Ron Powers : Hachette Speakers Bureau

Ron Powers

Ron Powers is a Pulitzer Prize-winning and Emmy Award winning writer and critic with a career that spans over four decades. He is the author of sixteen books, including No One Cares About Crazy People; Dangerous Water; and co-author of The New York Times best-seller Flags of Our Fathers.

His most recent book, No One Cares About Crazy People: The Chaos and Heartbreak of Mental Health in America offers a searching, rich narrative of the social history of mental illness in America paired with the deeply personal story of his two sons' battles with schizophrenia. From the centuries of torture of "lunatiks" at Bedlam Asylum to the current mental health landscape, Powers delineates our fears and myths about mental illness and the fractured public policies that have resulted. Braided with that history is the moving story of Powers' beloved son Kevin--spirited, endearing, and gifted--who triumphed even while suffering from schizophrenia until finally he did not, and the story of his courageous surviving son Dean, who is also schizophrenic.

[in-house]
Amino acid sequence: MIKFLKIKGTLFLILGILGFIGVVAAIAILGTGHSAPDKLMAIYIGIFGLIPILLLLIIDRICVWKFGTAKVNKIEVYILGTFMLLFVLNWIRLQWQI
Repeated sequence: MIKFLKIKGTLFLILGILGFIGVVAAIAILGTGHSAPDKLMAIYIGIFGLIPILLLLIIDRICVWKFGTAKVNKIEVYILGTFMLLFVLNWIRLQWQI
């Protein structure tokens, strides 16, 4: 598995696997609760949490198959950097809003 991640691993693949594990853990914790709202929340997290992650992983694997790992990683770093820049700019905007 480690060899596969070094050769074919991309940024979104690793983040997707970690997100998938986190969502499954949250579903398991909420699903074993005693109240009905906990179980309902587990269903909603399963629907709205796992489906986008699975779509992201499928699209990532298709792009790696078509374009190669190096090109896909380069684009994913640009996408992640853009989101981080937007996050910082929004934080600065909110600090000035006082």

As a Hannibal, Mo. native, Powers has had a lifelong fascination with Mark Twain. Powers has written two books on Twain & one on the region that raised him—Dangerous Water:A Biography of the Boy Who Became Mark Twain, Mark Twain: A Life, and Tom & Huck Don’t Live Here Anymore, a narrative examination of two killings in the town of Hannibal perpetrated by adolescent boys. It was a finalist for a Los Angeles Times book prize. Powers’ two-act play, Sam and Laura, an imaginative extension of a true romantic encounter in the young life of Samuel Langhorne Clemens, debuted in 2010.

For his book, Flags of Our Fathers, Powers collaborated with James Bradley, a son of one of the six flag raisers on Iwo Jima.“Flags of Our Fathers” explores each flag raiser’s boyhood, military service, experiences on Iwo Jima and—for the survivors—later life and fate. The book was No. 1 on The New York Times hardcover nonfiction list for five weeks and remained on the bestseller list for 46 weeks. The movie version, produced partly by Steven Spielberg and with Clint Eastwood directing, premiered in October 2006.

He has been published in The New York Times Book Review, The Smithsonian, The Kenyon Review, The Columbia Journalism Review, Preservation Magazine, The New England Review/Breadloaf Quarterly, Esquire, and Playboy. In 1973, Powers was the first TV critic to win the Pulitzer Prize. He was the media commentator for CBS News Sunday Morning for five years, for which he earned an Emmy award, and has hosted numerous documentaries.

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